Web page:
Does Mr Ong Use Shampoo or Body Wash?

Does Mr. Ong Use Shampoo or Body Wash?-Edwin Eggplant

Everyone who has taken a class with Mr. Ong has come away haunted by “the Question”, whether or not they realize it. The Question might hit a student the moment they sit down on the first day of class, during riflery season, or even during sit-down dinner at his table. Most of Mr. Ong’s students are not aware that such a ghastly inquiry lingers in their subconsciousness. Symptoms of the Question may look like procrastination of homework for his class, loss of sleep, and waking up late at night, feeling a sense of looming dread. Some might argue that this is stress resulting from Mr. Ong’s classes. However, the true underlying cause of this distress is the following question:

Does Mr. Ong use body wash or shampoo to wash his head?

While attaining a definitive answer from Mr. Ong has proved challenging, speaking with some of his students has helped to create a few theories about how Mr. Ong deals with this difficult hygienic dilemma. The first thought, of course, would be to ask his relatives; however, as Mrs. Ong notes, “He is incredibly secretive about his methods, to the point where he showers at obscenely late hours to prevent any sane person from finding out.” (This, too, may explain why he responds to student emails sent late at night as well). This leaves three camps of thought: body wash, shampoo, and neither. A member of Team Body Wash, Noah Frato-Sweeney ’20, scoffs at the debate, asserting that “this is an open and shut case, guys! Why use two products when one will do the job?”, leading some to worry that he, too, uses body wash to wash his hair. Conversely, Vivien Marmerstein ’21 is staunchly pro-shampoo, reminding the student body that “he still has hair, you know, it would be really bad to use anything but the intended product up there.” Finally, there is team Neither Option. Elie Aoun ’21, speaking on behalf of this position, laughs at the idea of showering in general: “It’s stupid to question it. Who uses products anyway, when a little splash of water does the trick just fine?”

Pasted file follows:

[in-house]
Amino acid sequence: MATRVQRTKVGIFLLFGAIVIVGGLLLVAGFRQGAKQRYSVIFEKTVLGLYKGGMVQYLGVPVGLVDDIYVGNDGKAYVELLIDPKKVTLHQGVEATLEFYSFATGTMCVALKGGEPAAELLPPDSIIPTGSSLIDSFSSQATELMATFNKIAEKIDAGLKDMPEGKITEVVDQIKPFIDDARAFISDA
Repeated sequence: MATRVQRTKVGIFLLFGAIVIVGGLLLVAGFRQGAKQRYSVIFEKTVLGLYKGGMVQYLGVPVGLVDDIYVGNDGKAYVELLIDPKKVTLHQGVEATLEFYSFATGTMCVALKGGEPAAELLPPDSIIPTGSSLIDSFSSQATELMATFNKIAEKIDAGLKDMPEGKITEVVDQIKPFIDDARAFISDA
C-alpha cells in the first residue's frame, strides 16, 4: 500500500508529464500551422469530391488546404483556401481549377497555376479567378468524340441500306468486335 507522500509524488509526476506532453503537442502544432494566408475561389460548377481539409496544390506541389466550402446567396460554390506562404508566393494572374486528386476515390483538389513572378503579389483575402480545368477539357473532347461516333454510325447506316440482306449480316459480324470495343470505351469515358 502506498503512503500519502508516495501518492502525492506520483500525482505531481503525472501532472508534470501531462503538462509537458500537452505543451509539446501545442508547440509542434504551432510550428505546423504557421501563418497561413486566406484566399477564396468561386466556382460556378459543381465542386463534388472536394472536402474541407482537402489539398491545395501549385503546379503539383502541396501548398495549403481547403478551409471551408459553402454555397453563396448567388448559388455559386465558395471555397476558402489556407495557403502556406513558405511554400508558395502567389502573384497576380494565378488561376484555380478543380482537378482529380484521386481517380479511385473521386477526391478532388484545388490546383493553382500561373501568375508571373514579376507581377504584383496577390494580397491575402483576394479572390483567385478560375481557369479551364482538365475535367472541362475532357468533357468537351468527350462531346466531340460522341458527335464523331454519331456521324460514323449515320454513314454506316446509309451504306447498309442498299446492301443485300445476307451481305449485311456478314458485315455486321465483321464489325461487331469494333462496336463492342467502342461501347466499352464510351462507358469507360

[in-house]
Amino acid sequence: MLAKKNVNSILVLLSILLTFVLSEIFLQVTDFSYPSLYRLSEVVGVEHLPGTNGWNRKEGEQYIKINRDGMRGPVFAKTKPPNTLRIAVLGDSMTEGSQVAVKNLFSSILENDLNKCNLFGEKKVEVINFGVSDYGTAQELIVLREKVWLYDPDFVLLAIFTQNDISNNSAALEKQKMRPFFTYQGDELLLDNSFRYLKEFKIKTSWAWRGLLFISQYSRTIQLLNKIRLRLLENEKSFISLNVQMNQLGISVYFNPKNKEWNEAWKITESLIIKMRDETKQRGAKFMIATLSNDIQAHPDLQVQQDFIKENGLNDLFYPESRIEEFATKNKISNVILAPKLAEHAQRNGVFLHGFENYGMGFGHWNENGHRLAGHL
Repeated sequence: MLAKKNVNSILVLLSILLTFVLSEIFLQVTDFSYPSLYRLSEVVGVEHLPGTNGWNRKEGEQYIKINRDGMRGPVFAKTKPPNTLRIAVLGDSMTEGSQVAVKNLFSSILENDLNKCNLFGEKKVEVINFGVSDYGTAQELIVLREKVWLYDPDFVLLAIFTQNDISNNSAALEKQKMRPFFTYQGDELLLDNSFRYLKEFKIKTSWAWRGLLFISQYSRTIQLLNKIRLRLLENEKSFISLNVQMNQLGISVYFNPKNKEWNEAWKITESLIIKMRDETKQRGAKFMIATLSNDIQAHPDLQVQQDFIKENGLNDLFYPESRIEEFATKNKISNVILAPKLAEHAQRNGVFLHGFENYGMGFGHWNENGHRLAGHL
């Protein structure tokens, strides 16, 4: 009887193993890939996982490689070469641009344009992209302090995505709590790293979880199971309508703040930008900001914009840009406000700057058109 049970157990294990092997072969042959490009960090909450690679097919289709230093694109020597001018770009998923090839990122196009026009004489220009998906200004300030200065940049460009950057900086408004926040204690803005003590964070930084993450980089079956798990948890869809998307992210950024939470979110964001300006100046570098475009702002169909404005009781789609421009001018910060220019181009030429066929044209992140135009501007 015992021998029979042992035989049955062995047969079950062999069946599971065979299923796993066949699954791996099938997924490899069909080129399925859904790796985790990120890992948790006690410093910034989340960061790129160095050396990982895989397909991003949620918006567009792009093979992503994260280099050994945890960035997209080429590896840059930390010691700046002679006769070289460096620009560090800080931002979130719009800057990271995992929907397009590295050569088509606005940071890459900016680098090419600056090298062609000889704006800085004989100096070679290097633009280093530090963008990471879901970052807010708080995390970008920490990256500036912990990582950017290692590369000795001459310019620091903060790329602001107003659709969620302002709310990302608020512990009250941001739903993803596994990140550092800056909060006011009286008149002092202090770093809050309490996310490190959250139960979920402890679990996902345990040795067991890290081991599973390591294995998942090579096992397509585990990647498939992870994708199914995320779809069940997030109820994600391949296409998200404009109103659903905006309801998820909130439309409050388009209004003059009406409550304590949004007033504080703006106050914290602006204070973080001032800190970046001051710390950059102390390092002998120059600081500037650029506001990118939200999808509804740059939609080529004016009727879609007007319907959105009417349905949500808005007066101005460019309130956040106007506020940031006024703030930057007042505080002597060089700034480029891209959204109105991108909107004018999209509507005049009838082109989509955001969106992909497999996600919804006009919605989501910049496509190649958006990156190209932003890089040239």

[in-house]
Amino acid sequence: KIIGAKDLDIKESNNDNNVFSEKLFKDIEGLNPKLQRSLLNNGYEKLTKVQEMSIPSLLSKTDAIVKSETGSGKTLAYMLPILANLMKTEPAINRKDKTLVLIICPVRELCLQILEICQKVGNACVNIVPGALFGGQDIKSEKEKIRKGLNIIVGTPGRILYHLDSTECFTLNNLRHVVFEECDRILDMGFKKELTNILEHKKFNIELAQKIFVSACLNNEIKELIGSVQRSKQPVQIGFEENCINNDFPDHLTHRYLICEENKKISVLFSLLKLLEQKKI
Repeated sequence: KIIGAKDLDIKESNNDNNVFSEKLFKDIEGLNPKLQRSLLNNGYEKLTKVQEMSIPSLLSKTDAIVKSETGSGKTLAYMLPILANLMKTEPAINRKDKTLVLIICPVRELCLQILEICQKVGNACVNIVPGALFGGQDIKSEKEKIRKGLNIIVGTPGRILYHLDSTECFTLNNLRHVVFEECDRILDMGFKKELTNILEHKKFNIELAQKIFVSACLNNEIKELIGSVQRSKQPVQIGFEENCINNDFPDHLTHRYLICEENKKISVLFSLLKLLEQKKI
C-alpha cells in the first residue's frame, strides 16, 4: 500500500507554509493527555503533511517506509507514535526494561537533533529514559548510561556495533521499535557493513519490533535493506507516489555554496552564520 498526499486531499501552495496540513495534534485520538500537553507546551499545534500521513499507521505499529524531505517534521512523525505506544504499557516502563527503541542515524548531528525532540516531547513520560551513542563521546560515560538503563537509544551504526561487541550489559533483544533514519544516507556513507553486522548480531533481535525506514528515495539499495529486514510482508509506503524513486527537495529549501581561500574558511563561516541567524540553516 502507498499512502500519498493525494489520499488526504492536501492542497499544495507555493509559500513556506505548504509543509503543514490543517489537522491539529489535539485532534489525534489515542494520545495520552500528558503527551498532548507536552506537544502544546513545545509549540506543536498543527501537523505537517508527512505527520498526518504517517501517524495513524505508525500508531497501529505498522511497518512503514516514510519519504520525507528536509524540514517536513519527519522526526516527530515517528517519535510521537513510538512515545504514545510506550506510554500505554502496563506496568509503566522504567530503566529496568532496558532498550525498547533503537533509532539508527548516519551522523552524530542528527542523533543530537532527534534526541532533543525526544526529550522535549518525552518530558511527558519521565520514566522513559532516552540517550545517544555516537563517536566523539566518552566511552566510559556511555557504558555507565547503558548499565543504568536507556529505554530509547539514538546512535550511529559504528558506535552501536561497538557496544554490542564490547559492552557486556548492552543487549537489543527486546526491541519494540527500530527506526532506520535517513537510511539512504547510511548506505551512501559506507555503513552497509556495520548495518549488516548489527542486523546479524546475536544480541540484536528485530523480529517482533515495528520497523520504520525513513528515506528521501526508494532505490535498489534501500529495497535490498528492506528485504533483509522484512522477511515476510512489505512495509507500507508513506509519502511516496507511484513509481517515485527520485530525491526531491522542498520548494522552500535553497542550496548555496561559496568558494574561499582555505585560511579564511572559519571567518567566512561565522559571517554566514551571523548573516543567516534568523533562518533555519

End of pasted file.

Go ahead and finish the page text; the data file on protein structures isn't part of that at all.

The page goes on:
Dubious hygienic practices aside, this is a WRA mystery that remains, for the moment, unsolved.

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